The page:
Ethanol’s Discount to Gasoline Widens on U.S. Output GainKenneth Christensen
Ethanol weakened against gasoline by the most in three weeks after the motor fuel rallied and as the biofuel fell on higher output.
The spread widened 9.12 cents to 53.13 cents a gallon, the most since March 1, after gasoline surged. Ethanol declined after production of the biofuel rose 1.5 percent to 809,000 barrels a day in the week ended March 15, the first gain in three weeks, the Energy Information Administration said today.
“The market finally got that bounce in production,” Jerrod Kitt, an analyst at Linn Group in Chicago, said by telephone. “I would think of this as a relief selloff.”
Denatured ethanol for April delivery dropped 2 cents, or 0.8 percent, to $2.585 a gallon on the Chicago Board of Trade, a one-week low.
Gasoline futures for April delivery jumped 7.12 cents, or 2.3 percent, to settle at $3.1163 a gallon on the New York Mercantile Exchange. The contract covers reformulated gasoline, which is made to be blended with ethanol before delivery to filling stations.
Corn for May delivery gained 4 cents to $7.325 a bushel in Chicago. One bushel makes at least 2.75 gallons of ethanol.
The corn crush spread, representing gains or losses from turning corn into ethanol and based on May contracts, widened to minus 11 cents a gallon from minus 8 cents. The amount doesn’t include revenue from the sale of dried distillers’ grains, a byproduct of ethanol production, which can be fed to livestock.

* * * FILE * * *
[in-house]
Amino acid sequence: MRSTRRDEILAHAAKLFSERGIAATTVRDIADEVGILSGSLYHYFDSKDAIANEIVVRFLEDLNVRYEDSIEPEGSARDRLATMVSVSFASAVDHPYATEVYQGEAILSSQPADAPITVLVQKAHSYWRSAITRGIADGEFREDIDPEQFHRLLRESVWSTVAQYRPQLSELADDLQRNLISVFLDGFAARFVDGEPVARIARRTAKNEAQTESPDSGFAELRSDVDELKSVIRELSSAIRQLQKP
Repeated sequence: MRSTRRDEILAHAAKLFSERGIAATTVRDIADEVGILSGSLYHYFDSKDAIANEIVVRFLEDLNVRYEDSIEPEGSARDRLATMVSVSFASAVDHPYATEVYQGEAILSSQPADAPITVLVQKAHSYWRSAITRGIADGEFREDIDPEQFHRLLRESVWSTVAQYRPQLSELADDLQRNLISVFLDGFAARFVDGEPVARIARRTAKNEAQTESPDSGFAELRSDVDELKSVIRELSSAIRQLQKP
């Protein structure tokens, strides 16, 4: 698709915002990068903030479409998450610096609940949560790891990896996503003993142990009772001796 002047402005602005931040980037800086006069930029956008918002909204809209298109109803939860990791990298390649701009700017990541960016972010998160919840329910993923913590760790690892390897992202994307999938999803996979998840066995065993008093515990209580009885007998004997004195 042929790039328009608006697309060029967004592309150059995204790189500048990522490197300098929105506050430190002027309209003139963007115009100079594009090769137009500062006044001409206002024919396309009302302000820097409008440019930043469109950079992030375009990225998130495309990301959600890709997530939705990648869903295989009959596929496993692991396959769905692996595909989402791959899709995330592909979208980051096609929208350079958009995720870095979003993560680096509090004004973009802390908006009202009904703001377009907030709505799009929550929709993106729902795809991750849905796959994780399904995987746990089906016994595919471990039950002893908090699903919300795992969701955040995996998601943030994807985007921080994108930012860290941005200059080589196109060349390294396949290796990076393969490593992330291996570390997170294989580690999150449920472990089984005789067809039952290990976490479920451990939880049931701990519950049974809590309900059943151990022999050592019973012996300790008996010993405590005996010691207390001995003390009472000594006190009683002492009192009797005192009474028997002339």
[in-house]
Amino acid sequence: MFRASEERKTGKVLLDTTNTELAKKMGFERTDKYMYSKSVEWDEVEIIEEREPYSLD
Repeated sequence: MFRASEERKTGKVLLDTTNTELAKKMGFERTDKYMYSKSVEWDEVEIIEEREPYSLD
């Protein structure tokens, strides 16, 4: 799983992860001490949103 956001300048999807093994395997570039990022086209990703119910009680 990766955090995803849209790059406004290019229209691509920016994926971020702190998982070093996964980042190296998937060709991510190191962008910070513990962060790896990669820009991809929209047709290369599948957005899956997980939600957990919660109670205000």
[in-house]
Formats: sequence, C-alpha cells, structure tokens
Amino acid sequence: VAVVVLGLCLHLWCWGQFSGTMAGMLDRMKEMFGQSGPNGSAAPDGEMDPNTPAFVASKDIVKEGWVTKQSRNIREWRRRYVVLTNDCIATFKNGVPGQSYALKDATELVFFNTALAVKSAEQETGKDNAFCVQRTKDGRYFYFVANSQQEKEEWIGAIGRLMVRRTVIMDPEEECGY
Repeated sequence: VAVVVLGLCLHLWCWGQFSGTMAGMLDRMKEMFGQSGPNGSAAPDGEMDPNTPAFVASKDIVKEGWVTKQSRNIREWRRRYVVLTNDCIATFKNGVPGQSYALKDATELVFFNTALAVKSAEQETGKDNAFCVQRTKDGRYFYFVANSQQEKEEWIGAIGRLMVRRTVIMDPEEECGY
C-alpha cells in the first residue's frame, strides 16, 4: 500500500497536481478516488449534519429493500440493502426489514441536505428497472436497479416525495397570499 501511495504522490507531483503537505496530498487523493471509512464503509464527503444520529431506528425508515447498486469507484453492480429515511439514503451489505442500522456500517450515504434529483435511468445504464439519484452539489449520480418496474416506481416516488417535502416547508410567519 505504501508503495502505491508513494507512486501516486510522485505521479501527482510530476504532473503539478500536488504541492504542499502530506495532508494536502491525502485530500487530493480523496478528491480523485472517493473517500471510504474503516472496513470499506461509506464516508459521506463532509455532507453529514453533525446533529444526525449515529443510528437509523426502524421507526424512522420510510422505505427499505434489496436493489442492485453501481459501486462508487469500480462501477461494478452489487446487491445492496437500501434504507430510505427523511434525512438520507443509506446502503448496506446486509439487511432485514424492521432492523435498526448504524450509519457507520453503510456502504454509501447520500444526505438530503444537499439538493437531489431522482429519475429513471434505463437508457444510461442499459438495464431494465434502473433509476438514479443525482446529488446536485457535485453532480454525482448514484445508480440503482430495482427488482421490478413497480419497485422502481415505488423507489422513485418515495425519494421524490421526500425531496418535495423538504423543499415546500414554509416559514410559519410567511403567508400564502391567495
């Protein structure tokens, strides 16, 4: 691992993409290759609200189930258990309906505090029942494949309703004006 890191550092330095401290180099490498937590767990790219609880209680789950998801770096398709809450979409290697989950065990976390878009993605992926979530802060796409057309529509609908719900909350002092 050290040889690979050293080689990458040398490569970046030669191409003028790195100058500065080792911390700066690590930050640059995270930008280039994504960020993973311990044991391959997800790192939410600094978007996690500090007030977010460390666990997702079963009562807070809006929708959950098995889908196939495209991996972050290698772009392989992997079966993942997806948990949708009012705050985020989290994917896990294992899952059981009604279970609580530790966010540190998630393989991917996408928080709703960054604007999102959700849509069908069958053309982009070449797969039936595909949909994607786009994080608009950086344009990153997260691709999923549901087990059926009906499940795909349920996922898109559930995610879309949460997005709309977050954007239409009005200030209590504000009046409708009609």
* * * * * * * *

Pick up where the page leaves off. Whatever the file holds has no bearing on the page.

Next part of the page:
Valero Energy Corp., the third-biggest U.S. ethanol producer, restored operations at a plant in Bloomingburg, Ohio, and plans to restart a mill in Linden, Indiana. At least 19 ethanol plants have been idled since June as companies curbed output because of Midwestern drought, according to the Renewable Fuels Association in Washington.
“You’re seeing the margins for plants in the Midwest improve enough to get some of those back online,” Jason Ward, an analyst at Northstar Commodity Investment Inc. in Minneapolis, said in a telephone interview.
The U.S. imported ethanol for the first time in three weeks, bringing in 27,000 barrels a day last week, the Energy Department’s statistical arm said in the report. Brazil, which uses sugarcane to make the fuel, is the largest supplier of ethanol to the U.S.
Spot ethanol in Sao Paulo sold for $2.37 a gallon last week, according to data compiled by Bloomberg.
In U.S. cash market trading, ethanol slipped 3.5 cents to $2.61 a gallon in Chicago, 3 cents to $2.67 on the Gulf Coast, and 2.5 cents to $2.73 in New York. The biofuel rose 1 cent to $2.875 on the West Coast, data compiled by Bloomberg show.
Stockpiles of the U.S. biofuel slid 1.2 percent to 18.5 million barrels last week, a seventh weekly drop, the EIA said.
Ethanol-blended gasoline made up about 95 percent of the total U.S. gasoline pool last week, up from 93 percent the previous week, the report showed.
Refiners must blend 13.8 billion gallons of ethanol, or 900,000 barrels a day, this year and 14.4 billion next year, according to a U.S. biofuels law.
Ethanol Renewable Identification Numbers fell 8 cents, or 10 percent, to 69 cents yesterday, according to data compiled by Bloomberg. The certificates peaked March 8 at $1.06. RINs are assigned to each gallon of fuel introduced the market, then submitted by refiners to the Environmental Protection Agency to show compliance with the law.
Advanced RINs, which include biodiesel and Brazilian sugarcane-based ethanol, fell 9 cents, or 11 percent, to 74 cents.